Years ago, as I approached my commissioning as a Second Lieutenant, a mentor was describing Army life to me and said something memorable about example. He pointed out,
“You will pass probably a hundred Soldiers throughout each day…and you’re gonna have to salute each one of them…and it will start to feel routine and unimportant, almost an annoyance. But don’t get sloppy and don’t take it for granted. You won’t remember each one of those Soldiers, but they will remember you. You may be the only officer a Soldier sees that day…the only salute he sees in return. So execute each interaction as if it were the most important of the day.”
Always on Parade
There is clearly the “professional bearing and appearance” side of my mentor’s lesson, the idea that a leader, whether she likes it or not, is on a perpetual stage. Every moment is an opportunity to represent the organization’s values and telegraph desirable performance standards. Appearance matters. Doing correct push-ups matters. Training to standard matters. And suffering hardship with the team matters.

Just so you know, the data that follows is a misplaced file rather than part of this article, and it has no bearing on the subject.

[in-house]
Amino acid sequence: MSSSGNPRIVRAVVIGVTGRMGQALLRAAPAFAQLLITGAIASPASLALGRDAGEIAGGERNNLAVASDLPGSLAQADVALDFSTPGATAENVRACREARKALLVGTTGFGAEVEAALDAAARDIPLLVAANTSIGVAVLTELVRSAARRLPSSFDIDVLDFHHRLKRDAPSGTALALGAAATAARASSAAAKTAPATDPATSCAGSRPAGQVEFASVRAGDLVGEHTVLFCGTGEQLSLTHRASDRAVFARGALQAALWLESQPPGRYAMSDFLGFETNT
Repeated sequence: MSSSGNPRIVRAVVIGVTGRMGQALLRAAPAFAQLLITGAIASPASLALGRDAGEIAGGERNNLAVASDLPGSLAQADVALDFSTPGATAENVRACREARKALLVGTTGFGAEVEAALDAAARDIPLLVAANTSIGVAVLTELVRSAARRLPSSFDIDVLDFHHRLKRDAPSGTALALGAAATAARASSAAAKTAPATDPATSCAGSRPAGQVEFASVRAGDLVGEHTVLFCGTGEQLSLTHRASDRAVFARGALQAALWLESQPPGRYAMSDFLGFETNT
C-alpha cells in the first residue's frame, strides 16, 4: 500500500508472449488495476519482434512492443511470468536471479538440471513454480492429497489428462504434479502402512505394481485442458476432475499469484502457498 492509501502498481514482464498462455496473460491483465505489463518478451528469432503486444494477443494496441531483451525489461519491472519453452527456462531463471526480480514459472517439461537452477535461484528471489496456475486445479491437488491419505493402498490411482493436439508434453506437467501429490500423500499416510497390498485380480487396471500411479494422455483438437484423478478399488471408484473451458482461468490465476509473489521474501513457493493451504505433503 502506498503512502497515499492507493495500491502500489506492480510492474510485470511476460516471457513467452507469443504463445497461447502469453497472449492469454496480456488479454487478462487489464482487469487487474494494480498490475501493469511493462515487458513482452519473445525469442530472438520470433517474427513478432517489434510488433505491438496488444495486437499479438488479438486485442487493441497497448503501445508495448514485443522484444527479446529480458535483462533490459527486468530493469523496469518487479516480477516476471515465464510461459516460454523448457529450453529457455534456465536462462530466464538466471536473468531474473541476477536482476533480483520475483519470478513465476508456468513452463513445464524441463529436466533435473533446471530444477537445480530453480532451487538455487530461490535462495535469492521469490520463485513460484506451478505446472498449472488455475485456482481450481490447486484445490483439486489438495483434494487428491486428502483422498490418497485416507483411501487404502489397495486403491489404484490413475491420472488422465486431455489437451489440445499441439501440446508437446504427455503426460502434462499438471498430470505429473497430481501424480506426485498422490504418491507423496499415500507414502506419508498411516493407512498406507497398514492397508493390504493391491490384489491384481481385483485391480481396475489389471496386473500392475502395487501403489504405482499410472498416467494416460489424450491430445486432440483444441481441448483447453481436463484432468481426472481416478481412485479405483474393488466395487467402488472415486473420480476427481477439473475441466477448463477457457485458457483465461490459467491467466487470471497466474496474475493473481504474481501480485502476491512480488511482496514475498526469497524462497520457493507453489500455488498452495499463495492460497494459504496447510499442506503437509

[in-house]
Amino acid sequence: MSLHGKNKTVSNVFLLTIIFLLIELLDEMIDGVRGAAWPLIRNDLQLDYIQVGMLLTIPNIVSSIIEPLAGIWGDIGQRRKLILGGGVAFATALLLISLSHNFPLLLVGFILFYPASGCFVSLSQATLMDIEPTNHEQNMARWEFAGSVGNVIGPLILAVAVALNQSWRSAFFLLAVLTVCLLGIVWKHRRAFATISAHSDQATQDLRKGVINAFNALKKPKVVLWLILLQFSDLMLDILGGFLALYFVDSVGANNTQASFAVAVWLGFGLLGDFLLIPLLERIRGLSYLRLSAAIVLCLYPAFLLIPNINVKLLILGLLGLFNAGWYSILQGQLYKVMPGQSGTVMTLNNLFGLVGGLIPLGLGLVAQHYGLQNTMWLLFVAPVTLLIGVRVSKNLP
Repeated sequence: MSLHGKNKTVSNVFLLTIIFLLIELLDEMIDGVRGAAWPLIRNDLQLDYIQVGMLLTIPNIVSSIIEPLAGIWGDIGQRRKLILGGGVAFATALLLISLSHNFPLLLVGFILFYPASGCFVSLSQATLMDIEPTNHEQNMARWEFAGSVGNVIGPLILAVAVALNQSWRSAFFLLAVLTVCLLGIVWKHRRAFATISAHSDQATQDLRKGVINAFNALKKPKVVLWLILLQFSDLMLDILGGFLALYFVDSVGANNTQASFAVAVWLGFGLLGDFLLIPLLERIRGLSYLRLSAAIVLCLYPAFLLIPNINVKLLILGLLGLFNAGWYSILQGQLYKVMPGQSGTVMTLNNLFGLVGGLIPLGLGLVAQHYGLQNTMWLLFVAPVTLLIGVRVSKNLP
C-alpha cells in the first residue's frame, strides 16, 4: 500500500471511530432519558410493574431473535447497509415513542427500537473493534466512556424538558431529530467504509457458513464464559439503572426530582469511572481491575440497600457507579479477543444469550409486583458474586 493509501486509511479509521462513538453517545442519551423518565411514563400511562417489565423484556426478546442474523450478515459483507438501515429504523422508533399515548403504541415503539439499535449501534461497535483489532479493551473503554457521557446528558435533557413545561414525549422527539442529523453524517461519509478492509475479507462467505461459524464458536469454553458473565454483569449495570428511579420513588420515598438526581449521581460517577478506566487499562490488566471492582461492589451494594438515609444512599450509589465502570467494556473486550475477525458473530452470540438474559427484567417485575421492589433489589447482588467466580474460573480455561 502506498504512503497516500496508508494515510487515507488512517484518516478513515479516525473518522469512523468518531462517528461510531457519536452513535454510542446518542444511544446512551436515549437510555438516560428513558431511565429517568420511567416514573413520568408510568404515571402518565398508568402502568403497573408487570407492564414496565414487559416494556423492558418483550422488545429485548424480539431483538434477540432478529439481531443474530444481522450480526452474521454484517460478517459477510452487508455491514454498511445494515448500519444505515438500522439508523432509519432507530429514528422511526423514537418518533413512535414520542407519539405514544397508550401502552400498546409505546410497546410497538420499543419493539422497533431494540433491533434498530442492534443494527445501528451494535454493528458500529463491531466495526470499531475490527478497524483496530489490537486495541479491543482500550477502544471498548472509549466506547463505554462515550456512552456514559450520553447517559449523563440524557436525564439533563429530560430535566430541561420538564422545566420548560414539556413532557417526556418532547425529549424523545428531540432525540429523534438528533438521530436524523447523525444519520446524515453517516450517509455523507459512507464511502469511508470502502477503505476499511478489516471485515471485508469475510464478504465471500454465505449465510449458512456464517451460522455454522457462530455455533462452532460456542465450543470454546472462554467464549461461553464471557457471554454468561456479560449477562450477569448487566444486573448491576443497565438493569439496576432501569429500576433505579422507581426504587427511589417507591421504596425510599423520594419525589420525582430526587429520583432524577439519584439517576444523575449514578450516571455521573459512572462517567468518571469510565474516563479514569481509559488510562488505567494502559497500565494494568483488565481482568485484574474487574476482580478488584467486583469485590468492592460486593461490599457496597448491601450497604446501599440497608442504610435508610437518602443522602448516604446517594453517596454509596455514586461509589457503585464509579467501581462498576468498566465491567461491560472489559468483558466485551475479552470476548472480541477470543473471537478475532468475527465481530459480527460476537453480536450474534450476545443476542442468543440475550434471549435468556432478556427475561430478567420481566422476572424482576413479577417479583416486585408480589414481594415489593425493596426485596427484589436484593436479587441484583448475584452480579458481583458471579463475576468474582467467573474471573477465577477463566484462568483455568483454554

“Be an example to your men, in your duty and in private life.
Never spare yourself and let your troops see that you don’t in your endurance of fatigue and privation.”
~ German Field Marshal Erwin Rommel
“You are always on parade.”
~ General George S. Patton, Jr.
Another aspect is that leaders influence followers in ways that are less-direct and more personal. Just as you have chosen what talents you like about your leaders, your followers get to choose what traits they will model after you. Each person views your leadership from a different perspective and a different set of needs. Some are looking for perseverance during busy times. Others are disgruntled and need the passion reignited. Some need a good lesson in humility. Still others will bend their parenting behavior to model your character traits.
You don’t get to decide which lessons people take from your example or when they decide to learn from your behavior. You’re always “on” and you will likely never discover the true impact of your leadership. This is both the burden and the blessing of leadership…make it count.
“The most important thing I learned is that soldiers watch what their leaders do. You can give them classes and lecture them forever, but it is your personal example they will follow.”
~ General Colin Powell